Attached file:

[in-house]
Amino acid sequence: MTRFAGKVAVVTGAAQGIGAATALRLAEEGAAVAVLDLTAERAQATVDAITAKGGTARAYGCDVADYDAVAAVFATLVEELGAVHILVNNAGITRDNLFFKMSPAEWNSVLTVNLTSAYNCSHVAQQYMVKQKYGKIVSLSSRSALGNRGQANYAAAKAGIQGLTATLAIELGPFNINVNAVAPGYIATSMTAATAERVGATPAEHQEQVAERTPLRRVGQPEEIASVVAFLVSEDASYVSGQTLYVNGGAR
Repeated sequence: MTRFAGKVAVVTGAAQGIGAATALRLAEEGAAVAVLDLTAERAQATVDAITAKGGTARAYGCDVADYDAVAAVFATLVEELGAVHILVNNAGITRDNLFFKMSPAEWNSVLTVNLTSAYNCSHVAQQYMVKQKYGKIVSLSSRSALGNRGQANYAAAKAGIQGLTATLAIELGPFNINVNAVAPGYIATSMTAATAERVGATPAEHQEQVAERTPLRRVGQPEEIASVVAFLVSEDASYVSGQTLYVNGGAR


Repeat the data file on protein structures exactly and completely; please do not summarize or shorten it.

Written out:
[in-house]
Amino acid sequence: MTRFAGKVAVVTGAAQGIGAATALRLAEEGAAVAVLDLTAERAQATVDAITAKGGTARAYGCDVADYDAVAAVFATLVEELGAVHILVNNAGITRDNLFFKMSPAEWNSVLTVNLTSAYNCSHVAQQYMVKQKYGKIVSLSSRSALGNRGQANYAAAKAGIQGLTATLAIELGPFNINVNAVAPGYIATSMTAATAERVGATPAEHQEQVAERTPLRRVGQPEEIASVVAFLVSEDASYVSGQTLYVNGGAR
Repeated sequence: MTRFAGKVAVVTGAAQGIGAATALRLAEEGAAVAVLDLTAERAQATVDAITAKGGTARAYGCDVADYDAVAAVFATLVEELGAVHILVNNAGITRDNLFFKMSPAEWNSVLTVNLTSAYNCSHVAQQYMVKQKYGKIVSLSSRSALGNRGQANYAAAKAGIQGLTATLAIELGPFNINVNAVAPGYIATSMTAATAERVGATPAEHQEQVAERTPLRRVGQPEEIASVVAFLVSEDASYVSGQTLYVNGGAR